Thursday, August 06, 2020

Pedagogy in Crisis: Goodbye Art Cart, Goodbye Dramatic Play, Goodbye Puppets

Today was the first day of my twenty-fifth year in the classroom.

I wore my mask on my face and a button with my face on it.  Upon admittance to the building and my classroom, I found tables and desks set up spaced six feet apart with all of the other furniture pushed against the walls and stacked upon cabinetry. After early morning PD, I was sent back to the room (will I be teaching here in a month, or stationed elsewhere as a remote learning instructor? Who knows.), ate lunch, and then started my assignment: determine what remaining furniture, if any, could still be used, and remove all of my own personal belongings and all cloth items from the room.  Furniture to be stored had to be labeled and put in a central location within the classroom so it wouldn't clog up the hallway.

I might have been able to maintain some semblance of stoicism for the remainder of the afternoon, but a dear friend walked into my room, and it was all I could do to not sob. After drying some tears (crying and having one's nose run behind a mask is NOT an ideal situation), I pushed through to problem-solving mode: what do I need to keep? What must I send to storage?  What must I take home? How can I provide visual cues to students (who I may or may not have in-person) so they know where to keep their very moveable individual desks (one solution would be Sit Spots on the floor, one marking the upper right desk leg and the other marking the lower-left desk leg) as we attempt to maintain social distancing requirements?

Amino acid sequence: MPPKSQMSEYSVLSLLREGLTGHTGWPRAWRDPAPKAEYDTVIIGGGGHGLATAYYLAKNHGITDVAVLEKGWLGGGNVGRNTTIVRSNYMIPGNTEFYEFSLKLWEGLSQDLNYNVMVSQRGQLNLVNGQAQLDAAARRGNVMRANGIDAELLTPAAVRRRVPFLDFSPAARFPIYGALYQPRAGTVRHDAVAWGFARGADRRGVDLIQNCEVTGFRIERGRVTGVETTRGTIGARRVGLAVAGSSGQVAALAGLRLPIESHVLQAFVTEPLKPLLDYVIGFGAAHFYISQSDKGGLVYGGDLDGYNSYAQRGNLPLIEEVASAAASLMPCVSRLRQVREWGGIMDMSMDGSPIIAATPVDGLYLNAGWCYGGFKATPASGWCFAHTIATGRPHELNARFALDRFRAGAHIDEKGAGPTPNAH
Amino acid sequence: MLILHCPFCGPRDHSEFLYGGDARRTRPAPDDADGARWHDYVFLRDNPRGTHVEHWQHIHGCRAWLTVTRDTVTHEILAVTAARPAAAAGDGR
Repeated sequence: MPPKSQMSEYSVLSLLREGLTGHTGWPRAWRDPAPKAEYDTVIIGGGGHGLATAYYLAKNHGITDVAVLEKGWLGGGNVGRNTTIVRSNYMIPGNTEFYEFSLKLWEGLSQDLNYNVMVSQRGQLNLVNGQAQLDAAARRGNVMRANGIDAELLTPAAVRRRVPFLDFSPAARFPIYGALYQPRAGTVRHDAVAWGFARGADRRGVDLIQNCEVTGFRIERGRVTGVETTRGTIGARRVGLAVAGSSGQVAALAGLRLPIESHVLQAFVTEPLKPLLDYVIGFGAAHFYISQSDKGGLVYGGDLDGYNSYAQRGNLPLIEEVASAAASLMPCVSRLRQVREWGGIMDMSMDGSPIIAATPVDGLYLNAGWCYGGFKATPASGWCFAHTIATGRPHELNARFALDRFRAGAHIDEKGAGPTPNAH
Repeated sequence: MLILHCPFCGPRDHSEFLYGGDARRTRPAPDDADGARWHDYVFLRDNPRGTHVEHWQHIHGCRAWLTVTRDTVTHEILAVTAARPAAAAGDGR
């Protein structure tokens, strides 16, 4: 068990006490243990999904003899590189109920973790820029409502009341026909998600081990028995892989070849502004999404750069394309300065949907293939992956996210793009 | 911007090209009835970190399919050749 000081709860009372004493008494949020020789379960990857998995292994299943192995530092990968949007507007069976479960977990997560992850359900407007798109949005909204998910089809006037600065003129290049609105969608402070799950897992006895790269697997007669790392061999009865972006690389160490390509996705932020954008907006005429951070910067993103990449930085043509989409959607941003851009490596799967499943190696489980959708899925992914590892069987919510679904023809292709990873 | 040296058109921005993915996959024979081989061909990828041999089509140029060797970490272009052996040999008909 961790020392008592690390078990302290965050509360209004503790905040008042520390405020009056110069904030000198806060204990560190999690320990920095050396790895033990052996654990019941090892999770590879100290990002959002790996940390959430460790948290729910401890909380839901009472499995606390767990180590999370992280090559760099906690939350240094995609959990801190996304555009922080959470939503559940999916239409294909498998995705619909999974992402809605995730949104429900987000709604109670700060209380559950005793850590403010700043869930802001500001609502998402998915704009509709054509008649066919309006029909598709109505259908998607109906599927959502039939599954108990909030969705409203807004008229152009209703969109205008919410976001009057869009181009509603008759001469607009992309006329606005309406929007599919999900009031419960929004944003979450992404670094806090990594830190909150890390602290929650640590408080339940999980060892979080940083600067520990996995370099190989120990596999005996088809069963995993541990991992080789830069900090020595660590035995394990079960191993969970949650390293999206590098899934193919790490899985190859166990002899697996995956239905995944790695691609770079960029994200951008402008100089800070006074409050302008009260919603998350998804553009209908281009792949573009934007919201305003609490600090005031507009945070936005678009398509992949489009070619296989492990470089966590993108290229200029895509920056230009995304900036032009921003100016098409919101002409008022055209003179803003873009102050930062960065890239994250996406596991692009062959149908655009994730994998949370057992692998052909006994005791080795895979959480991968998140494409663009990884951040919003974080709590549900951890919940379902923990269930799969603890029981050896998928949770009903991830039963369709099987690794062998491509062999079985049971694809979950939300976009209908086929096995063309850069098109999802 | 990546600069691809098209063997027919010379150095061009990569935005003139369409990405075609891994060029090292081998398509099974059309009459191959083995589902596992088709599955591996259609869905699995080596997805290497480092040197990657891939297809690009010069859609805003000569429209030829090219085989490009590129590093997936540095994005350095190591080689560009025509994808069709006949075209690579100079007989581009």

But being the first day of my twenty-fifth year of teaching, I recognized that I am being required to do exactly what I have fought doing for my entire career: I must work against my students' very nature, coach and praise them against how they learn best, and constantly redirect them from their very selves.  And if I manage to do it "successfully," I know that there are other teachers and possibly even administrators who would find the arrangement of kindergarten students sitting face-forward in straight rows for seven hours each day at desks ideal, even desirable post-pandemic.  I'm experiencing a pedagogical crisis.